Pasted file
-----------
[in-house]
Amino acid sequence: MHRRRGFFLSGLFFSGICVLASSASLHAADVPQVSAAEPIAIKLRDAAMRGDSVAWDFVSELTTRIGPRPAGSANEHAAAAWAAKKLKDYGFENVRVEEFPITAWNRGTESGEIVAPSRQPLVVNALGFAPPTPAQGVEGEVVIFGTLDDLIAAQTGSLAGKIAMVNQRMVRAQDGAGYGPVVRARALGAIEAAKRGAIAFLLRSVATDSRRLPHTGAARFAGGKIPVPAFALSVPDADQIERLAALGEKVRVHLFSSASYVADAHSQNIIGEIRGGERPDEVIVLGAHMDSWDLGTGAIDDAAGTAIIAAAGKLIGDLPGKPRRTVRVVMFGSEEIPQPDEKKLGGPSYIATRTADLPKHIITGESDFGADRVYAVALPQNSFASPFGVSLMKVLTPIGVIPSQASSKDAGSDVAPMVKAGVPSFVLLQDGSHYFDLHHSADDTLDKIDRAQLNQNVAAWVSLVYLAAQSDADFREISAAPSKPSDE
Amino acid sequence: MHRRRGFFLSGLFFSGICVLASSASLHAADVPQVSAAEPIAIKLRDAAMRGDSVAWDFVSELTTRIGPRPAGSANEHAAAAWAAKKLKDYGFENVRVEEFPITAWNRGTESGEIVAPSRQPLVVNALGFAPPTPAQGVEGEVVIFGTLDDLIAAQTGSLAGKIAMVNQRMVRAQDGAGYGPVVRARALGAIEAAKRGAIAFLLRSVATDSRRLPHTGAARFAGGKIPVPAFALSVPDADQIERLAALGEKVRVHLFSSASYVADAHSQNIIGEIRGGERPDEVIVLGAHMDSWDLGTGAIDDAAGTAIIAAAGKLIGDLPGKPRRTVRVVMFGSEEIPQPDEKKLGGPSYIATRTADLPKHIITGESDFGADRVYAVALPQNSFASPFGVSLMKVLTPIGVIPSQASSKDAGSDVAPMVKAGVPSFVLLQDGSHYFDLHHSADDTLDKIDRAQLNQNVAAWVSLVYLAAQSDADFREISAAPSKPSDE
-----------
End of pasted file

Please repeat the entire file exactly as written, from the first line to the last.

[in-house]
Amino acid sequence: MHRRRGFFLSGLFFSGICVLASSASLHAADVPQVSAAEPIAIKLRDAAMRGDSVAWDFVSELTTRIGPRPAGSANEHAAAAWAAKKLKDYGFENVRVEEFPITAWNRGTESGEIVAPSRQPLVVNALGFAPPTPAQGVEGEVVIFGTLDDLIAAQTGSLAGKIAMVNQRMVRAQDGAGYGPVVRARALGAIEAAKRGAIAFLLRSVATDSRRLPHTGAARFAGGKIPVPAFALSVPDADQIERLAALGEKVRVHLFSSASYVADAHSQNIIGEIRGGERPDEVIVLGAHMDSWDLGTGAIDDAAGTAIIAAAGKLIGDLPGKPRRTVRVVMFGSEEIPQPDEKKLGGPSYIATRTADLPKHIITGESDFGADRVYAVALPQNSFASPFGVSLMKVLTPIGVIPSQASSKDAGSDVAPMVKAGVPSFVLLQDGSHYFDLHHSADDTLDKIDRAQLNQNVAAWVSLVYLAAQSDADFREISAAPSKPSDE
Amino acid sequence: MHRRRGFFLSGLFFSGICVLASSASLHAADVPQVSAAEPIAIKLRDAAMRGDSVAWDFVSELTTRIGPRPAGSANEHAAAAWAAKKLKDYGFENVRVEEFPITAWNRGTESGEIVAPSRQPLVVNALGFAPPTPAQGVEGEVVIFGTLDDLIAAQTGSLAGKIAMVNQRMVRAQDGAGYGPVVRARALGAIEAAKRGAIAFLLRSVATDSRRLPHTGAARFAGGKIPVPAFALSVPDADQIERLAALGEKVRVHLFSSASYVADAHSQNIIGEIRGGERPDEVIVLGAHMDSWDLGTGAIDDAAGTAIIAAAGKLIGDLPGKPRRTVRVVMFGSEEIPQPDEKKLGGPSYIATRTADLPKHIITGESDFGADRVYAVALPQNSFASPFGVSLMKVLTPIGVIPSQASSKDAGSDVAPMVKAGVPSFVLLQDGSHYFDLHHSADDTLDKIDRAQLNQNVAAWVSLVYLAAQSDADFREISAAPSKPSDE